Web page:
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  1. Abstract

    Techniques to mold the flow of light on subwavelength scales enable fundamentally new optical systems and device applications. The realization of programmable, active optical systems with fast, tunable components is among the outstanding challenges in the field. Here, we experimentally demonstrate a few-pixel beam steering device based on electrostatic gate control of excitons in an atomically thin semiconductor with strong light-matter interactions. By combining the high reflectivity of a MoSe2monolayer with a graphene split-gate geometry, we shape the wavefront phase profile to achieve continuously tunable beam deflection with a range of 10°, two-dimensional beam steering, and switching times down to 1.6 nanoseconds. Our approach opens the door for a new class of atomically thin optical systems, such as rapidly switchable beam arrays and quantum metasurfaces operating at their fundamental thickness limit.

  2. Abstract

    In WSe2monolayers, strain has been used to control the energy of excitons, induce funneling, and realize single-photon sources. Here, we developed a technique for probing the dynamics of free excitons in nanoscale strain landscapes in such monolayers. A nanosculpted tapered optical fiber is used to simultaneously generate strain and probe the near-field optical response of WSe2monolayers at 5 K. When the monolayer is pushed by the fiber, its lowest energy states shift by as much as 390 meV (>20% of the bandgap of a WSe2monolayer). Polarization and lifetime measurements of these red-shifting peaks indicate they originate from dark excitons. We conclude free dark excitons are funneled to high-strain regions during their long lifetime and are the principal participants in drift and diffusion at cryogenic temperatures. This insight supports proposals on the origin of single-photon sources in WSe2and demonstrates a route towards exciton traps for exciton condensation.

  3. Free, publicly-accessible full text available August 1, 2023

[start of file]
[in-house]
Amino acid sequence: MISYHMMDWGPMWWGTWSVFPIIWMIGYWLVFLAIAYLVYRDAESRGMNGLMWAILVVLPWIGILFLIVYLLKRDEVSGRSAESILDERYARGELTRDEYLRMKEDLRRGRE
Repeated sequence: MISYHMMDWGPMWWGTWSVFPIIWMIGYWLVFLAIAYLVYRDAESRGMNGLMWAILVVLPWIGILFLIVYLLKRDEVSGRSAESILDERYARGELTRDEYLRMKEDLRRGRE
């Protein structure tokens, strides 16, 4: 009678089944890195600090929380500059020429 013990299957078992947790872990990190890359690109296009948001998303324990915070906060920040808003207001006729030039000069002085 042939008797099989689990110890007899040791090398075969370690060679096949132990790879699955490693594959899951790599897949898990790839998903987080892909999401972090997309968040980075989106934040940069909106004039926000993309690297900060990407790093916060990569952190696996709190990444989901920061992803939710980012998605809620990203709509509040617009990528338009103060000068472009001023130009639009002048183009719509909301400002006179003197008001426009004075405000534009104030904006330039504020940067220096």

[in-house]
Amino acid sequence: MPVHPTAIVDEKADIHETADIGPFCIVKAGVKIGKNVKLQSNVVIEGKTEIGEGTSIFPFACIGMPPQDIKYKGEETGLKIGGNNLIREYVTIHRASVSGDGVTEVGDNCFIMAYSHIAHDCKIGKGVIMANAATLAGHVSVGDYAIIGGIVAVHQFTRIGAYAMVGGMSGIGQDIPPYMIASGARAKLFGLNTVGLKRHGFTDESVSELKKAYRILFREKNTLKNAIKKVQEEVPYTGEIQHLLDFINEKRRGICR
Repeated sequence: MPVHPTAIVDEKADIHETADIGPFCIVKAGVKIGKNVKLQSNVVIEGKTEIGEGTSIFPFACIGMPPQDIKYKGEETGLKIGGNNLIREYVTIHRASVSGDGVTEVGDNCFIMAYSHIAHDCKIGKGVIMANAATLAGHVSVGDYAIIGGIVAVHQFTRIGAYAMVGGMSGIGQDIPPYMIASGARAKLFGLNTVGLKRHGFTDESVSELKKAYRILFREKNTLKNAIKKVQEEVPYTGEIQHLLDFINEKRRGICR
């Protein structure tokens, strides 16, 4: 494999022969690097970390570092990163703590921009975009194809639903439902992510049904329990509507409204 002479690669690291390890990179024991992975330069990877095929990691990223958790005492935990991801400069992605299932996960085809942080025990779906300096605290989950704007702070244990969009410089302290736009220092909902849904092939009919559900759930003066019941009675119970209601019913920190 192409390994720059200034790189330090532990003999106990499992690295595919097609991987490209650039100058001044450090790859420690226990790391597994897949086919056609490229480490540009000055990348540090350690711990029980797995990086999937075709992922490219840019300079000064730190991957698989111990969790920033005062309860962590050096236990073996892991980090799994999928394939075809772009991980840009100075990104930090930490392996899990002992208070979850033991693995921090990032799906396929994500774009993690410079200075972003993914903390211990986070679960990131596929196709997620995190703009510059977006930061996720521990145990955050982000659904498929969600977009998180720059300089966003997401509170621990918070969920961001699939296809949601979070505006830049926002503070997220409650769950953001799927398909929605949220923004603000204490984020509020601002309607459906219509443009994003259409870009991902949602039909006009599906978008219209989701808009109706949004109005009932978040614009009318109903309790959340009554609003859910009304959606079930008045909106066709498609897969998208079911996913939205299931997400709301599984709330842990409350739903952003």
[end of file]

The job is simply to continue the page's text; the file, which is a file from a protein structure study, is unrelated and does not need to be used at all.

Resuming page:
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  5. Free, publicly-accessible full text available June 1, 2023
  6. We introduce a new theoretical approach for analyzing pump and probe experiments in non-linear systems of optical phonons. In our approach, the effect of coherently pumped polaritons is modeled as providing time-periodic modulation of the system parameters. Within this framework, propagation of the probe pulse is described by the Floquet version of Maxwell’s equations and leads to phenomena such as frequency mixing and resonant parametric production of polariton pairs. We analyze light reflection from a slab of insulating material with a strongly excited phonon-polariton mode and obtain analytic expressions for the frequency-dependent reflection coefficient for the probe pulse. Our results are in agreement with recent experiments by Cartella et al. [Proc. Natl. Acad. Sci. U. S. A. 115, 12148 (2018)], which demonstrated light amplification in a resonantly excited SiC insulator. We show that, beyond a critical pumping strength, such systems should exhibit Floquet parametric instability, which corresponds to resonant scattering of pump polaritons into pairs of finite momentum polaritons. We find that the parametric instability should be achievable in SiC using current experimental techniques and discuss its signatures, including the non-analytic frequency dependence of the reflection coefficient and the probe pulse afterglow. We discuss possible applications of the parametric instabilitymore »phenomenon and suggest that similar types of instabilities can be present in other photoexcited non-linear systems.« less
    Free, publicly-accessible full text available May 7, 2023
  7. Realizing quantum speedup for practically relevant, computationally hard problems is a central challenge in quantum information science. Using Rydberg atom arrays with up to 289 qubits in two spatial dimensions, we experimentally investigate quantum algorithms for solving the Maximum Independent Set problem. We use a hardware-efficient encoding associated with Rydberg blockade, realize closed-loop optimization to test several variational algorithms, and subsequently apply them to systematically explore a class of graphs with programmable connectivity. We find the problem hardness is controlled by the solution degeneracy and number of local minima, and experimentally benchmark the quantum algorithm’s performance against classical simulated annealing. On the hardest graphs, we observe a superlinear quantum speedup in finding exact solutions in the deep circuit regime and analyze its origins.
    Free, publicly-accessible full text available May 5, 2023
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